Visa has long bragged about its rewards program for consumers. So when its lucrative swipe fees got caught in the congressional crosshairs a few years back, the credit-card giant developed a special program for then–House Speaker Nancy Pelosi to feel its influence.
The lobbying campaign, reconstructed by Newsweek through interviews and documents, speaks volumes about the efforts of big business to curry favor, even among perceived enemies. It also shows how such efforts can personally and politically benefit politicians, even ones like Pelosi who set out to suffocate the “culture of corruption” in Washington or ultimately didn’t give Visa what it wanted.
The tale begins in 2007, when the credit-card industry became concerned that the new Democrats who took charge of Congress after the 2006 elections were intent on passing legislation to curtail credit-card swipe fees to vendors, which were worth billions of dollars in revenues in the industry, and to create new protections for consumers.
Visa had never been particularly close to Pelosi, a frequent critic of the financial industry, even though the credit-card giant’s headquarters were in her hometown of San Francisco.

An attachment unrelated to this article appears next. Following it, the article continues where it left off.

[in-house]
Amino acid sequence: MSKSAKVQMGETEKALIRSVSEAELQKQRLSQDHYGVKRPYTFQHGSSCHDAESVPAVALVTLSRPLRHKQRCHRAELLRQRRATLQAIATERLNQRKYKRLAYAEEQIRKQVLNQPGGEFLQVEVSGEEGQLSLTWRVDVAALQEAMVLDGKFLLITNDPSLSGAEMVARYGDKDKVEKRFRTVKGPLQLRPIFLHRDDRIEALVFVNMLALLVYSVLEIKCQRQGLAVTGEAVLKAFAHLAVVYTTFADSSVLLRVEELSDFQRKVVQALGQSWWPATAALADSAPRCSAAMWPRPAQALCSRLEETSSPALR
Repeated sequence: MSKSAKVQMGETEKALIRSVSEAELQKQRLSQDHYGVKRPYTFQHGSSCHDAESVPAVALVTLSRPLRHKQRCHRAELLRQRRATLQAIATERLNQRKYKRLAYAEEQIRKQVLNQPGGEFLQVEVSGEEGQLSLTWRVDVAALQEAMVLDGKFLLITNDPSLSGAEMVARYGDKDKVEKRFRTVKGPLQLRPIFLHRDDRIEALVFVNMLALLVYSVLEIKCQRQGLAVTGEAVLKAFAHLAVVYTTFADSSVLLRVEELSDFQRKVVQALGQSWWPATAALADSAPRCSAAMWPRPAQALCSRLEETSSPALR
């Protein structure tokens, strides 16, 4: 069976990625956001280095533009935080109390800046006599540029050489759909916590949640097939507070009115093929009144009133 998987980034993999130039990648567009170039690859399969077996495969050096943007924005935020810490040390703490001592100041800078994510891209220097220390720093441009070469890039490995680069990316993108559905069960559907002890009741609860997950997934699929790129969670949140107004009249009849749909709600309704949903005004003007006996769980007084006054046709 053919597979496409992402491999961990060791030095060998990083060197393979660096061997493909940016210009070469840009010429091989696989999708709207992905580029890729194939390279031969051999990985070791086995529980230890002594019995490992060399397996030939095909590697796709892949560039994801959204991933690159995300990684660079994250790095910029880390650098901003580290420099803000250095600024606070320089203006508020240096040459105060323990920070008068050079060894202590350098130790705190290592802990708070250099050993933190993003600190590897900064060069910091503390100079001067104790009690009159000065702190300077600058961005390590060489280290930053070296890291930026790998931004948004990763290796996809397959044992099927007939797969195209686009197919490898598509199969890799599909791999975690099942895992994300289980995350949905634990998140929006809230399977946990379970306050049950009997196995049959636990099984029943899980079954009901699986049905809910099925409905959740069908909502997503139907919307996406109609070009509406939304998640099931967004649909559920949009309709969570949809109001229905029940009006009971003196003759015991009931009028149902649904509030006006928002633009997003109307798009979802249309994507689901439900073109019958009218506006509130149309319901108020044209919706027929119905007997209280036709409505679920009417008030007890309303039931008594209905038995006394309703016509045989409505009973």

But the army of lobbyists Visa assembled—it had a total of 14 lobbying firms at its disposal—set out to try to woo Pelosi with a strategic campaign, hoping to forestall action on any credit-card legislation until after the 2008 presidential election.
“Was there a concerted effort to press Pelosi? Yes. It was partly that she was speaker. But also that Visa’s based out [in her district], where she’s from. They were under attack. It was the confluence between her position and when she engaged she would be intense,” says a lobbyist directly familiar with the effort who spoke on the condition of anonymity because he wasn’t authorized to talk to the press about internal strategy. “We were sitting around the table and decided we needed a concerted effort related to Pelosi. We needed a full-court press.”
The effort began in earnest in late 2007. Ogilvy, one of Visa's outside lobbying firms, picked off one of Pelosi’s government-affairs advisers, Dean Aguillen, who had close ties in the speaker’s office. Aguillen quit the speaker’s team and went to Ogilvy in December 2007. By law he was unable to lobby his former boss for a year, but he immediately registered to lobby Congress on the credit-card issue, offering guidance to other lobbyists on Visa’s team during strategy sessions, according to a lobbyist present in strategy deliberations.